Like the Tennessee Titans urgently executing a two-minute drill, the Tennessee Education Lottery (TEL) has been moving quickly as of late.
The TEL’s Sports Wagering Committee continues to target the launch of Tennessee’s first online sports betting sites by Nov. 1 — or even before. Reaching the end zone by then, however, has required pinning down some last-minute details.
Two Sports Wagering Committee meetings in the past two weeks have settled a few pertinent items. The committee’s recent actions include:
- Identifying which sports bettors will be able to wager on
- Designating what types of betting on collegiate sports will be allowed
- Approving licenses
- Determining which sportsbooks will be the first to launch
What sports can you bet on in Tennessee?
Committee members raised a number of issues at last Friday’s meeting, with several left unsettled. However, at that meeting, they did finalize the list of approved events for sports wagering in the state.
The committee approved a list of 27 sports, including identifying different leagues and tours for many.
As expected, the list includes popular sports like basketball, baseball, football, and hockey.
The list also includes other sports that don’t always show up among sportsbooks’ offerings, such as bowling, bull riding, rowing, sailing, and skiing.
Also included are eSports, although the TEL will require sportsbooks to obtain pre-approval before taking bets on any eSports leagues or matches.
Here is the full list of sports on which Tennessee sportsbooks may accept wagers:
The committee also notes that the list of approved sports is subject to change.
What types of betting on collegiate sports will be allowed?
The Oct. 16 meeting included a discussion of college sports and what sorts of restrictions might be placed on wagering. However, that issue was left unresolved, so when the TEL reconvened on Oct. 22, they finally made some decisions.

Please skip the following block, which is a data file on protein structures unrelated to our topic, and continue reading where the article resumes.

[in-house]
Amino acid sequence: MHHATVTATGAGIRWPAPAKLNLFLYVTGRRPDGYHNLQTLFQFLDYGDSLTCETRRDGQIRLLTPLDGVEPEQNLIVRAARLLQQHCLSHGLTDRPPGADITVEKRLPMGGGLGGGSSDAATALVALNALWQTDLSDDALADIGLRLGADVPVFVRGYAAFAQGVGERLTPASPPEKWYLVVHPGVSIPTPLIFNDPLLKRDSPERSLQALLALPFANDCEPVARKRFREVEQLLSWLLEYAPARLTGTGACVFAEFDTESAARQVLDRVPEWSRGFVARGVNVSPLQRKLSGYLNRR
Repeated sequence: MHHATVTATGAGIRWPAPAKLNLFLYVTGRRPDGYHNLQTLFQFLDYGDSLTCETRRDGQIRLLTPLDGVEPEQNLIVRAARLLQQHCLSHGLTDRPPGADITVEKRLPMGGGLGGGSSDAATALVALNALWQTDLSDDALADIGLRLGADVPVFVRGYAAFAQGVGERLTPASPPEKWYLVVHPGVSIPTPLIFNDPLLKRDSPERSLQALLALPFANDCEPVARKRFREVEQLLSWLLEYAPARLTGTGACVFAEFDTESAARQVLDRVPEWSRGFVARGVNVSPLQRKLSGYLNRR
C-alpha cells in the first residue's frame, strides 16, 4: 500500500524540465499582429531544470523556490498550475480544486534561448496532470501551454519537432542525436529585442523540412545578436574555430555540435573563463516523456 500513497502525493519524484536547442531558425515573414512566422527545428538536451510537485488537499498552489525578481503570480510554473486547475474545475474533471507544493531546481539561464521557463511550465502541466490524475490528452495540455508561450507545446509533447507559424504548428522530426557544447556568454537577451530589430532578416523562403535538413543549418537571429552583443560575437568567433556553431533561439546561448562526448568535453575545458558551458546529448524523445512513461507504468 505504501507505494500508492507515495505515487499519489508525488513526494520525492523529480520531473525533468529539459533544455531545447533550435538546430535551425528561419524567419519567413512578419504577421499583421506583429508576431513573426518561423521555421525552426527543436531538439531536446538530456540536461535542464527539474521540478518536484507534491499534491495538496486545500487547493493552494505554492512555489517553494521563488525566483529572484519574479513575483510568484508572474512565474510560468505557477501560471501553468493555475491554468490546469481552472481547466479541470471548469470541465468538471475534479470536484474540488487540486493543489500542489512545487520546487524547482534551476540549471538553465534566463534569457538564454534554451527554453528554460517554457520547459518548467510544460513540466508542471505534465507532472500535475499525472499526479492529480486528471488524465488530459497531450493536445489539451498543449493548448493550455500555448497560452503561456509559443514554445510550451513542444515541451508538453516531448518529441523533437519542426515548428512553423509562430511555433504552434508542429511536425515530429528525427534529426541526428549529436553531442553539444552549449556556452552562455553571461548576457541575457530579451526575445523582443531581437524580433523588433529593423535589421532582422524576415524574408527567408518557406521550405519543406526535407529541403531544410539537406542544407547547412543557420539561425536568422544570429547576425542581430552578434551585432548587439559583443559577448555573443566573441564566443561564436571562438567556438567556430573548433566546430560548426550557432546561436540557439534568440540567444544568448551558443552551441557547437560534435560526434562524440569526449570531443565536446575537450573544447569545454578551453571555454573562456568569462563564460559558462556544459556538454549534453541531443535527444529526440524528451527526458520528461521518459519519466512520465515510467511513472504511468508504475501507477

When it comes to college sports, proposition wagers or prop bets on individual athletes are not allowed. In other words, no betting on how many touchdown passes Volunteers QB Jarrett Guarantano throws.
Also prohibited are in-game wagers on prop bets in college games. That includes both player props and team props. Thus, when Tennessee plays Auburn in late November, you will not be able to place a live bet on whether or not the Volunteers’ ongoing third-quarter drive will end in a score.
However, in-game wagering/live betting that does not involve player or team props is allowed. This would appear to mean you could place a moneyline or point spread bet on an adjusted line at halftime of the Vols–Tigers game.
There does remain some ambiguity, however, regarding pre-game prop bets on collegiate sports.
To sum up:
- Individual prop bets on college players are not allowed.
- Live or in-game prop bets on college games are not allowed.
- In-game wagers that are not props on college games are allowed.
What sports betting licenses have been approved in Tennessee?
The committee approved 17 more vendor licenses at the Oct. 16 meeting. They approved another seven vendor licenses yesterday.
That pushes the overall total number of approved vendors to over 70. Having such vendors locked in will be of great benefit to the sportsbooks when they launch, helping with all aspects of their operation.
On Thursday, the operator Action 24/7 finally had its sports wagering provider Amelco UK Ltd. approved. However, Amelco’s official GLI certification is still pending. Another data analytics company connected with Amelco, Swish Analytics Tennessee, Inc., also had its supplier license approved.
Along with Action 24/7, there are three other operators with licenses to operate in Tennessee.
The full list of approved operators and vendors can be found here.
Which Tennessee online sportsbooks will be launching Nov. 1 (or before)?
Yesterday’s news means Action 24/7, the lone, local Tennessee sportsbook, will likely be ready to rumble by the targeted start date.
The TEL had already conditionally approved three other operators. The four online sportsbooks poised to begin accepting bets once given the go-ahead are:
- Action 24/7
Regulators sounded relatively confident at yesterday’s meeting that operators will be able to go live by Sunday, Nov. 1.
There was also discussion of a possible “soft launch” on Oct. 28 (W) or Oct. 29 (Th). Opening things early could allow bettors to set up accounts ahead of time and/or give operators a chance to test their platforms before making their full betting slate live.
The TEL suggested there would be no need to meet again before the next scheduled meeting in mid-November. In any event, the next week should be interesting as Tennesseeans anxiously anticipate the chance to make their first legal sports wagers.